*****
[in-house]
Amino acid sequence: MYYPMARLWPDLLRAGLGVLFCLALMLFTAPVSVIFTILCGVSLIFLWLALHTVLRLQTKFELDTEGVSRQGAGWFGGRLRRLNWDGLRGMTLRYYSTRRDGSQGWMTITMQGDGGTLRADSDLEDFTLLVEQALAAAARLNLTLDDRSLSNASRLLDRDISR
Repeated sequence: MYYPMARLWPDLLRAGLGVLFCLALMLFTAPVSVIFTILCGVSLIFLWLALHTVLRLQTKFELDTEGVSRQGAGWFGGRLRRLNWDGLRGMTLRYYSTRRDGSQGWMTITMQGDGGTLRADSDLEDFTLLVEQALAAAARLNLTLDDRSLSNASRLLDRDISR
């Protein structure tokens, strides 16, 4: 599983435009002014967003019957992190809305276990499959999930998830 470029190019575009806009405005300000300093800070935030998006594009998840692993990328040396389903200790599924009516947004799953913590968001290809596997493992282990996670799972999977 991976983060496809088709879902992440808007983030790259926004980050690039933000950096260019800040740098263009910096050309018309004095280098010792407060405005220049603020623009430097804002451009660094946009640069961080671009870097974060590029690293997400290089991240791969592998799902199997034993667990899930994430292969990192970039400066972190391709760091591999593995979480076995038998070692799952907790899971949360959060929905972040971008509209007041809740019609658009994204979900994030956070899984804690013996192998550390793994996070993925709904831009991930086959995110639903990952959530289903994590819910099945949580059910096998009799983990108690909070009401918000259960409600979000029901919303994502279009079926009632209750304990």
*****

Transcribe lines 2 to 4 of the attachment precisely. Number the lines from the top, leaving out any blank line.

Amino acid sequence: MYYPMARLWPDLLRAGLGVLFCLALMLFTAPVSVIFTILCGVSLIFLWLALHTVLRLQTKFELDTEGVSRQGAGWFGGRLRRLNWDGLRGMTLRYYSTRRDGSQGWMTITMQGDGGTLRADSDLEDFTLLVEQALAAAARLNLTLDDRSLSNASRLLDRDISR
Repeated sequence: MYYPMARLWPDLLRAGLGVLFCLALMLFTAPVSVIFTILCGVSLIFLWLALHTVLRLQTKFELDTEGVSRQGAGWFGGRLRRLNWDGLRGMTLRYYSTRRDGSQGWMTITMQGDGGTLRADSDLEDFTLLVEQALAAAARLNLTLDDRSLSNASRLLDRDISR
């Protein structure tokens, strides 16, 4: 599983435009002014967003019957992190809305276990499959999930998830 470029190019575009806009405005300000300093800070935030998006594009998840692993990328040396389903200790599924009516947004799953913590968001290809596997493992282990996670799972999977 991976983060496809088709879902992440808007983030790259926004980050690039933000950096260019800040740098263009910096050309018309004095280098010792407060405005220049603020623009430097804002451009660094946009640069961080671009870097974060590029690293997400290089991240791969592998799902199997034993667990899930994430292969990192970039400066972190391709760091591999593995979480076995038998070692799952907790899971949360959060929905972040971008509209007041809740019609658009994204979900994030956070899984804690013996192998550390793994996070993925709904831009991930086959995110639903990952959530289903994590819910099945949580059910096998009799983990108690909070009401918000259960409600979000029901919303994502279009079926009632209750304990």